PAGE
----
McGraw-Hill Publishing
McKenna & Cuneo, L.L.P., Attorneys at Law
Medical Economics (Thomson Healthcare)
Mediva Pharmaceuticals
Medlab, Inc.
Merck
Millennium Pharmaceuticals
Mitos
Monsanto
Nabisco
National Alliance for Research on Schizophrenia and Affective Disorders
National Institutes of Health
National Science Foundation
Neurogen
New York State Department of Health
Noonan/Rosso Communications, Inc.
North American Association for the Study of Obesity
North Atlantic Treaty Organization
NutraSystems, Inc.
Nutratech, Inc.
Nutricia
NutriPharma (Scan Diet; Nutralet)
Original Marketing, Inc.
Ortho-McNeil Pharmaceuticals
Parenti, Falk, Waas, Hernandez & Cortina, Attorneys at Law
PAREXEL International Corporation
Paterson, MacDougall, a Toronto, Canada law firm
Pepsi-Cola
Pfizer Central Research
Pinnacle
Porter Novelli
Proctor & Gamble
Queens University, Canada
Rand Corporation
Research Testing Laboratories
Rexall
RW Johnson Pharmaceutical Research Institute
Schering-Plough
Sequana
Servier Amerique
Slim America
SlimFast Foods Company
Spadoro & Hilson, Attorneys at Law
Sugar Association
SuperGen, Inc
Tanita
Terrapin Technologies
The Cortland Group
United Soybean Board
United States Postal Service
V2, Inc.
Variagenics
Veteran’s Administration
VimRx Pharmaceuticals
W.B. Saunders Publishing Co.
Weight Control Digest
Weight Watchers International
Wellcome Trust
Wheat Foods Council
Wilentz, Goldman, & Spitzer, Attorneys at Law
Wyeth-Ayerst
Zeneca Pharmaceuticals

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8 comments:

  1. Radcliffe5:44 am

    I wonder if his status as pres-elect of OS is a strategic move to make his list longer/fatter.

    Radcliffe at Radcliffe's Weight Journal

    ReplyDelete
  2. blueiris1:18 pm

    I'd love to learn your take on calcium supplementation. In reading John Robbins book 'The Food Revolution' I was astonished at his statement that there was no peer reviewed research behind the dairy industry assertion that more calcium will make your bones stronger. In fact he quotes a study co-authored by Tom Lloyd of Pennsylvania State University, published in the American Academy of Pediatrics in 2000, "calcium intake, which ranged from 500 to 1,500 mg/day... was not associated with Bone Mineral density at age 18 year or with total body bone mineral gain." Is there still no scientific link between increased calcium intake and reduced osteoporosis?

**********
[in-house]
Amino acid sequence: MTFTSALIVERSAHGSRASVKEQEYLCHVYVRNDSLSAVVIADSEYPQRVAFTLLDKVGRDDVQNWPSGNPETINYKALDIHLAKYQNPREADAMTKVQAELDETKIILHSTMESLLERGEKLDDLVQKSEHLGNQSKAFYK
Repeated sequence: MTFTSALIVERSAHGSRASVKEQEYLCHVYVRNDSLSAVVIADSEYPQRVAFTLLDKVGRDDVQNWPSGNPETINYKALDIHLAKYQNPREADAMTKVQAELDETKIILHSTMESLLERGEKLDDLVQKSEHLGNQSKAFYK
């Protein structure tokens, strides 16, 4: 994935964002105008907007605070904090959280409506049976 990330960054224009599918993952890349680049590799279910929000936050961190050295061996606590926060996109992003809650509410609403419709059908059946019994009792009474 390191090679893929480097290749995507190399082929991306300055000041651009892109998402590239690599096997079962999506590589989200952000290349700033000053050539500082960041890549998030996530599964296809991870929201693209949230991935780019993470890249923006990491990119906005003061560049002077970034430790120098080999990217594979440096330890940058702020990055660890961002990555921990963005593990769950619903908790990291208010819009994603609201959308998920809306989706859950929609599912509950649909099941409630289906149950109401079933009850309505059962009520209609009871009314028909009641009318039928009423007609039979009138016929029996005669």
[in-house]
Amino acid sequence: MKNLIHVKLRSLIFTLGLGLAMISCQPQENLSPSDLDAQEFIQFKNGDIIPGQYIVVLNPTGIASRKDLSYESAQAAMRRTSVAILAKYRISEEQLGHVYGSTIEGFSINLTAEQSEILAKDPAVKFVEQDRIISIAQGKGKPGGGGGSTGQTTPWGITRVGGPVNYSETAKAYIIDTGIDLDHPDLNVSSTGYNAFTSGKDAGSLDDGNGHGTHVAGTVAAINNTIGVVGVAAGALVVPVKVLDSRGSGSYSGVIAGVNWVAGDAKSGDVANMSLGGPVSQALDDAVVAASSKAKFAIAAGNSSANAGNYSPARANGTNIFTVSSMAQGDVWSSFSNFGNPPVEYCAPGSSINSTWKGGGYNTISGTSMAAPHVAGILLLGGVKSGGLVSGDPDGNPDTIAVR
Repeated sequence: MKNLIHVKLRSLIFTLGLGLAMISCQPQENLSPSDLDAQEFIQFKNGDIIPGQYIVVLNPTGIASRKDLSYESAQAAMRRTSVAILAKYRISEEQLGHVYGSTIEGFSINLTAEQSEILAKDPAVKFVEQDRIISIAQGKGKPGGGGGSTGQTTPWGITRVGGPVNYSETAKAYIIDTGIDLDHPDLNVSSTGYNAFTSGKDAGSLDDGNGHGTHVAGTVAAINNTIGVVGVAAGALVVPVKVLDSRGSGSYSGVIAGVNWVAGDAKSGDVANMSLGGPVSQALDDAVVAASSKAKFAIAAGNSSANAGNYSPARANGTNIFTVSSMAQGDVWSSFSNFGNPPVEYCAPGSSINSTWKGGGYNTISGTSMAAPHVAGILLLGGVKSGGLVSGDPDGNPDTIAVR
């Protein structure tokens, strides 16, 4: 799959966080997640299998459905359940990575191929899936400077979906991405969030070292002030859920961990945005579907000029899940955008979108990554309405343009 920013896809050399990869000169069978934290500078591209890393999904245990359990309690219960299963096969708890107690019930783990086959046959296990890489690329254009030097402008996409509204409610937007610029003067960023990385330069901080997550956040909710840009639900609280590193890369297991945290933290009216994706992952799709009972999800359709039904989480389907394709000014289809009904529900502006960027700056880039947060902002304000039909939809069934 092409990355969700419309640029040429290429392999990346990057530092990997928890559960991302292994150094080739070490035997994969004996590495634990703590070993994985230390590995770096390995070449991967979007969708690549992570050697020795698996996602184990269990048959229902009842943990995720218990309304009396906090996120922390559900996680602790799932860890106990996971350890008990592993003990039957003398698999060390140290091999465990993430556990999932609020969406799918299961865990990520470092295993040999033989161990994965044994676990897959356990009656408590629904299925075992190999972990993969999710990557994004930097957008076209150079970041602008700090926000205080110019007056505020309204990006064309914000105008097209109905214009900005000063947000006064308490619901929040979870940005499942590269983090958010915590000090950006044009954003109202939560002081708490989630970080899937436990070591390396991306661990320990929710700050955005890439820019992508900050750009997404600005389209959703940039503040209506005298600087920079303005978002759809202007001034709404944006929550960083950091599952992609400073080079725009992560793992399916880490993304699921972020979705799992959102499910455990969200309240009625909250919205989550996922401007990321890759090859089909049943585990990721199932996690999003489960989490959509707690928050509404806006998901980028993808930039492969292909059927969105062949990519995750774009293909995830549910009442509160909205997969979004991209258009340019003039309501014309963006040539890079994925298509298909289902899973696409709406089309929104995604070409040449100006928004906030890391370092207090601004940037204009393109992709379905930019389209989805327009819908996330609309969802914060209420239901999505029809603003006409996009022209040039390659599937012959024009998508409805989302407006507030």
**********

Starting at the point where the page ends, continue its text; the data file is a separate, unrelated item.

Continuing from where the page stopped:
ReplyDelete
  3. Hi there blueiris,

    I've touched on dairy and weight loss many time before and specifically on osteoporosis in one of my posts from the Food Guide series.

    If you'd like to read it, simply click here.

    Short version, Big Milk are great marketers.

    ReplyDelete
  4. Anonymous2:22 pm

    You are right - I think people would be shocked to discover the calorie contents of appetizers and entrees in sit-down restaurants. We are constantly warned against the dangers of "fast food" but what about a night out at the Keg or Milestones? Why doesn't anyone warn us about that? In all honesty, fast food looks pretty healthy compared to some dine-in restaurants.

    Would be people expect French Onion soup from the Keg to contain more calories than a Big Mac? Well, at 773 Caloires, it does (as per the Keg's website). And that is an appetizer for most people.

    A meal from the Keg consisting of French Onion Soup, an 8oz Sirloin Steak and Baked Potato with Butter Spread contains almost 1900 calories. That meal is MORE THAN THREE Big Macs (like you said) and more calories than a lot of people need in an entire day. Throw in a caesar salad on the side and you are up to 2300 calories in one meal.

    I think this would be shocking to most people. That is why this information is needed on menus.

    ReplyDelete
  5. If you're curious about the Keg and Milestone's calories, click here to watch the CBC Marketplace piece I helped out with regarding this very topic - calories on menus where Milestones and the Keg were among the restaurants studied.

    ReplyDelete
  6. Beauzeaux7:12 pm

    Maybe we need an Anti-Obesity Society instead of what seems to be shaping up as a Pro-Obesity Society.

    I looked at the Marketplace piece about the chain restaurants. The guy from the restaurant society was a pre-programmed zombie and came off very badly. What a disappointment these officials turn out to be. I'm a recent immigrant to Canada and I love it here but these business associations appear to be the usual thieves and scoundrels.

    ReplyDelete
  7. Obviously he was chosen to lead Canada further into Obesity. Rah, rah! And obviously, too, he'll take money from anyone.

    Again, how did he obtain this new position?

    ReplyDelete
  8. Recently i visited a grocery store in a Philadelphia, PA suburb- Wegmans. It's cafeteria features signs over the salad bar and prepared foods case that indicates the proper portion size and calories for each item. This was suprising and pleasing, and as far as I know they did it willingly. Hopefully more stores will pick up on this.

    ReplyDelete